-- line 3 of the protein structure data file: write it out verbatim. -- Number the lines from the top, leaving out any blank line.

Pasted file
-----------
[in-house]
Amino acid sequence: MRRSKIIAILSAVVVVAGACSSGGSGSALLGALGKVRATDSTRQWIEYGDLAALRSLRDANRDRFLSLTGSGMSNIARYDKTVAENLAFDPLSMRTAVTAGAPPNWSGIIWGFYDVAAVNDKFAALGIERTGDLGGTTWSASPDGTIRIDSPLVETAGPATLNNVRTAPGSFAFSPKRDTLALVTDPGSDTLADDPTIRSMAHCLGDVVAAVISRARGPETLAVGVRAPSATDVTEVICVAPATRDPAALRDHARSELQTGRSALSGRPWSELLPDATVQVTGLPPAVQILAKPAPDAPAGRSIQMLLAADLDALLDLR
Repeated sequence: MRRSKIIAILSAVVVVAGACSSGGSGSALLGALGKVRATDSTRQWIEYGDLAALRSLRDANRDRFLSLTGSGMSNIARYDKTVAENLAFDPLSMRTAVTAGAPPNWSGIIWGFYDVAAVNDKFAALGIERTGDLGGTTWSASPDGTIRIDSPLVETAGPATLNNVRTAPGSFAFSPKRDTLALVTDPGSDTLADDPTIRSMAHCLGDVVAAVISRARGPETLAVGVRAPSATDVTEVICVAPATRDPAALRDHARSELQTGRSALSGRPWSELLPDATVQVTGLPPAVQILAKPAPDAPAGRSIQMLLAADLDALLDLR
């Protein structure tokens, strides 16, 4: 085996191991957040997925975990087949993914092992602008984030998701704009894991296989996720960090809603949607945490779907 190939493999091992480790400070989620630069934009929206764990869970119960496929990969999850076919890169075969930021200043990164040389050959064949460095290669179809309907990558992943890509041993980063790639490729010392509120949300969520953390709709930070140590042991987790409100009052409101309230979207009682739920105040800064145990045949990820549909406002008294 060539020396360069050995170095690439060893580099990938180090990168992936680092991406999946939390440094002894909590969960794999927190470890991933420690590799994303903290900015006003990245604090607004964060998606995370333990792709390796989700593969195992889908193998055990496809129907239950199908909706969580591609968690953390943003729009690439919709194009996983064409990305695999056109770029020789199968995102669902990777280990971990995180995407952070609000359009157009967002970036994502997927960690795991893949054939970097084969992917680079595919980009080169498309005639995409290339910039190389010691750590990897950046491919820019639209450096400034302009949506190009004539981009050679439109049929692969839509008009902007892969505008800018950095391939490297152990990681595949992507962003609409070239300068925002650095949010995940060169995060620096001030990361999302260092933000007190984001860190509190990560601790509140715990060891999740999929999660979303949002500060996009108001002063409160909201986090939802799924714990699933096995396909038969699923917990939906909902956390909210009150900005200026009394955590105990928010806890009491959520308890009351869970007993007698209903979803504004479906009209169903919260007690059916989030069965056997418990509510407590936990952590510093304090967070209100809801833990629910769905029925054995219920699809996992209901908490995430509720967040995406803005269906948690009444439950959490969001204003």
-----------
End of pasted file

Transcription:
Repeated sequence: MRRSKIIAILSAVVVVAGACSSGGSGSALLGALGKVRATDSTRQWIEYGDLAALRSLRDANRDRFLSLTGSGMSNIARYDKTVAENLAFDPLSMRTAVTAGAPPNWSGIIWGFYDVAAVNDKFAALGIERTGDLGGTTWSASPDGTIRIDSPLVETAGPATLNNVRTAPGSFAFSPKRDTLALVTDPGSDTLADDPTIRSMAHCLGDVVAAVISRARGPETLAVGVRAPSATDVTEVICVAPATRDPAALRDHARSELQTGRSALSGRPWSELLPDATVQVTGLPPAVQILAKPAPDAPAGRSIQMLLAADLDALLDLR